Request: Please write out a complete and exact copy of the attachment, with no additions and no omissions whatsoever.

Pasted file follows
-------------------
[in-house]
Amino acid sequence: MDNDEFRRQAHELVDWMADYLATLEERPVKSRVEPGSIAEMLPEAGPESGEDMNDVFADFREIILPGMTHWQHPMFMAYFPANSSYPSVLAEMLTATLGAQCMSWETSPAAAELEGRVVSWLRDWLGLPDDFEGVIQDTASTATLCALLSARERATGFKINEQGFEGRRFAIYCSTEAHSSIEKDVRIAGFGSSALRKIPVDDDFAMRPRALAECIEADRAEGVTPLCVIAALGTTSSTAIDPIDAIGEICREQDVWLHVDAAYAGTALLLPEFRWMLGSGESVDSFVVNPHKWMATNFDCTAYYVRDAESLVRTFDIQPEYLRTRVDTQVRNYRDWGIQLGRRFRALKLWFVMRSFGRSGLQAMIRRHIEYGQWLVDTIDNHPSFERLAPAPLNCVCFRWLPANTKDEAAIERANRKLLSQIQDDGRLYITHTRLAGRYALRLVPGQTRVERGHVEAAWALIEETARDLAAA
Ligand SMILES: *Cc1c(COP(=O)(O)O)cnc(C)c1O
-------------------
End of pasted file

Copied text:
[in-house]
Amino acid sequence: MDNDEFRRQAHELVDWMADYLATLEERPVKSRVEPGSIAEMLPEAGPESGEDMNDVFADFREIILPGMTHWQHPMFMAYFPANSSYPSVLAEMLTATLGAQCMSWETSPAAAELEGRVVSWLRDWLGLPDDFEGVIQDTASTATLCALLSARERATGFKINEQGFEGRRFAIYCSTEAHSSIEKDVRIAGFGSSALRKIPVDDDFAMRPRALAECIEADRAEGVTPLCVIAALGTTSSTAIDPIDAIGEICREQDVWLHVDAAYAGTALLLPEFRWMLGSGESVDSFVVNPHKWMATNFDCTAYYVRDAESLVRTFDIQPEYLRTRVDTQVRNYRDWGIQLGRRFRALKLWFVMRSFGRSGLQAMIRRHIEYGQWLVDTIDNHPSFERLAPAPLNCVCFRWLPANTKDEAAIERANRKLLSQIQDDGRLYITHTRLAGRYALRLVPGQTRVERGHVEAAWALIEETARDLAAA
Ligand SMILES: *Cc1c(COP(=O)(O)O)cnc(C)c1O